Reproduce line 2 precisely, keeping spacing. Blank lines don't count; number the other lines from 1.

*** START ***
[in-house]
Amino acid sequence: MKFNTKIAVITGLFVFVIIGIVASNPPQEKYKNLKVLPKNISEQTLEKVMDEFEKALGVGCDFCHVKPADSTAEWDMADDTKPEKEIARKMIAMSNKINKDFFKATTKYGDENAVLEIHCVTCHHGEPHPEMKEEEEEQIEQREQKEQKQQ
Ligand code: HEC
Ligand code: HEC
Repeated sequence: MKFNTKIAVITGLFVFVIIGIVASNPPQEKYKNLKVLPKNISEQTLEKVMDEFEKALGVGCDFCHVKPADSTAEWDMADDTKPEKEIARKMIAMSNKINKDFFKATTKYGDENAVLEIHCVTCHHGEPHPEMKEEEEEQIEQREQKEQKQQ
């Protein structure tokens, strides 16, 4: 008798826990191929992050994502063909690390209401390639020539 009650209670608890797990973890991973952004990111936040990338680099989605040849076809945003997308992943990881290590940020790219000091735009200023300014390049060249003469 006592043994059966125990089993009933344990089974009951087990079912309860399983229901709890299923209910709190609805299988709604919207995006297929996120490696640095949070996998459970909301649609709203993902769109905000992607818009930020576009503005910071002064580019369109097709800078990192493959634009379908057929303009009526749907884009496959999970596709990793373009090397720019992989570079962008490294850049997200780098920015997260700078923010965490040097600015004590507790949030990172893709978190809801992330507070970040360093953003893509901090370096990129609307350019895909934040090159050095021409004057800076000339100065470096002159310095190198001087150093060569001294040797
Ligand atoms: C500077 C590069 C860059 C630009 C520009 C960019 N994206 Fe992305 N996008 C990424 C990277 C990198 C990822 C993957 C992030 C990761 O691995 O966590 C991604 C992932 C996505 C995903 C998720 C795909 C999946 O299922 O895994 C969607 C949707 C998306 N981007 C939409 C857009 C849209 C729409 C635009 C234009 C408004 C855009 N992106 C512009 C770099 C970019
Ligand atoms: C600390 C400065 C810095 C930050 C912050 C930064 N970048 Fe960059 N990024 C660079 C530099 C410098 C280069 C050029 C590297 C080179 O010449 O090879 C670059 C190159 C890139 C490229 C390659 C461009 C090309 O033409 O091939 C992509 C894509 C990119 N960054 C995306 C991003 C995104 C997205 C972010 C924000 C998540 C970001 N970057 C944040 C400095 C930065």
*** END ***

Amino acid sequence: MKFNTKIAVITGLFVFVIIGIVASNPPQEKYKNLKVLPKNISEQTLEKVMDEFEKALGVGCDFCHVKPADSTAEWDMADDTKPEKEIARKMIAMSNKINKDFFKATTKYGDENAVLEIHCVTCHHGEPHPEMKEEEEEQIEQREQKEQKQQ